Amanda has spent seven years tracking down and recording all the holy wells in County Cork
This book is a distillation of her work
“The Holy Wells of Ireland are our sacred inheritance, gifted to us from our ancestors. Amanda Clarke’s work of rediscovering and reappraising the hundreds that still survive in Co Cork is a heroic feat, for which we are all indebted.“Manchán Magan, Contributor to The Irish Times, presenter of the RTÉ podcast The Almanac of Ireland, and author of the award-winning Thirty-Two Words For Field; Listen to the Land Speak; Tree Dogs, Banshees Fingers and Other Irish Words for Nature.
“Every county needs a well champion, and Amanda has created a record of Cork’s sacred waterscapes that draws on historical source materials and contemporary local interviews to provide a resource for current and future Corkonians.“Celeste Ray, Professor of Anthropology, Director of Environmental Arts & Humanities
Sewanee: University of the South, Tennessee
From the introduction to the book…
358 holy wells are listed in the Archaeological Survey for County Cork, a unit of the National Monuments Service, which is the highest density for any county in Ireland. Alarmed by how many seemed to be disappearing, both physically and from community memory, I decided it would be interesting, enjoyable and possibly useful to attempt to visit each holy well in the county and record what I found. I set out on my peregrination on St Brigid’s Day 2016 and seven years later had visited 325 holy wells, (the remaining 33 not yet found). At each site I took photographs, made notes, gathered local information and researched its history and folklore.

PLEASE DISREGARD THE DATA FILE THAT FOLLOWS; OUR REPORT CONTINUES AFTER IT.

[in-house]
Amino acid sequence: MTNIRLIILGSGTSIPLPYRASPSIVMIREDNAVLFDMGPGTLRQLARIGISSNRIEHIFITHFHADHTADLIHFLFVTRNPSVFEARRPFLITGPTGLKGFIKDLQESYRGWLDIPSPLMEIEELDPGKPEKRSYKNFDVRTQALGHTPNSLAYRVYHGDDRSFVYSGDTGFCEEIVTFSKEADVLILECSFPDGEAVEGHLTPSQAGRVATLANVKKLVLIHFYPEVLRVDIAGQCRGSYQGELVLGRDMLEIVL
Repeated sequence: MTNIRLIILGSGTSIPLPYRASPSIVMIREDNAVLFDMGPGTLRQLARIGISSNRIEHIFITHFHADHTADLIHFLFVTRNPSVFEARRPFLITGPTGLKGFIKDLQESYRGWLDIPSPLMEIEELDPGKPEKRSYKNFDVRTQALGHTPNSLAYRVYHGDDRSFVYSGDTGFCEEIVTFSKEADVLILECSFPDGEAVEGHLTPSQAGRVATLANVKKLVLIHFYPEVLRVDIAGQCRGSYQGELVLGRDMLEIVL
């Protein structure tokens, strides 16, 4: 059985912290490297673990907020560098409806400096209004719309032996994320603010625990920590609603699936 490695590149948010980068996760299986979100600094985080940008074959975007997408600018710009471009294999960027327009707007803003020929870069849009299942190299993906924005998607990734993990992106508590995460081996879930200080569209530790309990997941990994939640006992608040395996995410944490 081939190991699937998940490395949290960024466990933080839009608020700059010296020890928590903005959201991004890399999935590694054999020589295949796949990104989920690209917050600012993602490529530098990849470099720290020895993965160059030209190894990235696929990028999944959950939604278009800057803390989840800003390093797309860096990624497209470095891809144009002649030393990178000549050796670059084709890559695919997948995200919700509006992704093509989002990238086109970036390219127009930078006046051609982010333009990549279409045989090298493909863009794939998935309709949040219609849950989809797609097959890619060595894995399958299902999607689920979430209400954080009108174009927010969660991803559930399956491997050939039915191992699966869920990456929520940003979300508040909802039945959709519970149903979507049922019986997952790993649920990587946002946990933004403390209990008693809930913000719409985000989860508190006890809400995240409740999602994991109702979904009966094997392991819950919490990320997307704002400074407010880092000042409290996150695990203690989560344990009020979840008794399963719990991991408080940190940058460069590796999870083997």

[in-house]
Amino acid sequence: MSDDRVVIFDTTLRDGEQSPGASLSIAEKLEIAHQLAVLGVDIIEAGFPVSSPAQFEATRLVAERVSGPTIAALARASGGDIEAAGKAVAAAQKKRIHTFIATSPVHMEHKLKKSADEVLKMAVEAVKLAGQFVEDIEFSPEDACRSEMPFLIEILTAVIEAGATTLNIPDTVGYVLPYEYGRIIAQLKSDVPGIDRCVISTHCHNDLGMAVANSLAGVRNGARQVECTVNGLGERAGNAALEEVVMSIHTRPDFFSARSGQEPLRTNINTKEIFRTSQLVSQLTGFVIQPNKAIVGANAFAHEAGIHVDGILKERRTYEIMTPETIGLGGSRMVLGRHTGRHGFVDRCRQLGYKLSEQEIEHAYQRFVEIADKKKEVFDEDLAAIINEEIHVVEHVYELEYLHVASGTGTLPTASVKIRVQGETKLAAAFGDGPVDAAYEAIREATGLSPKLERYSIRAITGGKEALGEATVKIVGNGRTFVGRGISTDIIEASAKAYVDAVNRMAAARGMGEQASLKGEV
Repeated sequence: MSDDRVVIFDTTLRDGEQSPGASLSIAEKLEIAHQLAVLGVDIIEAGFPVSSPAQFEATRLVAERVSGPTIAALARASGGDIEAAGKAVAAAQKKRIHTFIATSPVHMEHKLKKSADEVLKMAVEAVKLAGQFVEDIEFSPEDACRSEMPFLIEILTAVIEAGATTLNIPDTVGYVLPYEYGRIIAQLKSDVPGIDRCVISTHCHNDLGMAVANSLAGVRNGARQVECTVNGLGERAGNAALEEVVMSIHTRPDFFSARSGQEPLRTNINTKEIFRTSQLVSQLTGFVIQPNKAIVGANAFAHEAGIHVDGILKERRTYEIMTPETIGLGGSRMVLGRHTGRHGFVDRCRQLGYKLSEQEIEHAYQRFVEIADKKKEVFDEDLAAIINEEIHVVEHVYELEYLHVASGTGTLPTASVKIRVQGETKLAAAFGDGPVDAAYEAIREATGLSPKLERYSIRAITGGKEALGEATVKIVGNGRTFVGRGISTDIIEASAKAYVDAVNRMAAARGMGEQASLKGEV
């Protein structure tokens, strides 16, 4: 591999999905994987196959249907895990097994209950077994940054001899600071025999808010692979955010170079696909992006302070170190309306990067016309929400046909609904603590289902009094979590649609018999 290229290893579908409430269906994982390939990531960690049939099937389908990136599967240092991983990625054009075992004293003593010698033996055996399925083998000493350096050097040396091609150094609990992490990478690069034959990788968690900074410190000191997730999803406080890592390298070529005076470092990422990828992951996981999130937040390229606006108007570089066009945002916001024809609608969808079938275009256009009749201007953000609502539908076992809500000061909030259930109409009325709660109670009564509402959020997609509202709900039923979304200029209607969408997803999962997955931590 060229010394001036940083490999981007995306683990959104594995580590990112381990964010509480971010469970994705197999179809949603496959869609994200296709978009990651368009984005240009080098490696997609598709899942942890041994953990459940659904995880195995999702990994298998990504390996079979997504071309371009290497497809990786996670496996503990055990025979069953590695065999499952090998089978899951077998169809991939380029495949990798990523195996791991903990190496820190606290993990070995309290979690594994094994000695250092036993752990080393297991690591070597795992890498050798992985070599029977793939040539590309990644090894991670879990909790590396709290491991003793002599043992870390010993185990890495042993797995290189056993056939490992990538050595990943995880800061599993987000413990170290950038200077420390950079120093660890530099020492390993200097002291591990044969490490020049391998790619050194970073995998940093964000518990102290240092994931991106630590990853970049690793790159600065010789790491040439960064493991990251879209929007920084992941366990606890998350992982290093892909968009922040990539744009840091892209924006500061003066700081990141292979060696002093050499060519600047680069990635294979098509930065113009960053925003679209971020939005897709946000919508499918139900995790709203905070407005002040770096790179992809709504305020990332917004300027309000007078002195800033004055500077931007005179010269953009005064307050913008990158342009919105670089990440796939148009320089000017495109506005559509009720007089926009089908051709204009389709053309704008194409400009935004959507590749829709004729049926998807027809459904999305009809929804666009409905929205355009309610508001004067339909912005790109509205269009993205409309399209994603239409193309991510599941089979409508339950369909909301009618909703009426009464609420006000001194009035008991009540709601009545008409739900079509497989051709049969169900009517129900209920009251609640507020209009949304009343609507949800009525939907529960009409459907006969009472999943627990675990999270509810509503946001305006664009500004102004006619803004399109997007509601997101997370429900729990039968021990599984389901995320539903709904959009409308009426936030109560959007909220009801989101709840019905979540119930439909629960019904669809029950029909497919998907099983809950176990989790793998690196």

I travelled to every corner of County Cork (what a beautiful place it is), encountered an extraordinary mixture of wells, had many adventures and met some wonderful people – my favourite phrase in the world is: I’ll just get my wellies!
This book is an audit with observations, an attempt to organise some of my findings and thoughts about these often undervalued yet fascinating monuments and to give a broad overview of their current situation. I hope it will encourage others to find out about their local holy wells and to appreciate the unique, historic and frequently complex role they continue to play within the community.
Amanda’s book is in its final stages before going to print. It will be available to buy in local bookshops and from this website.
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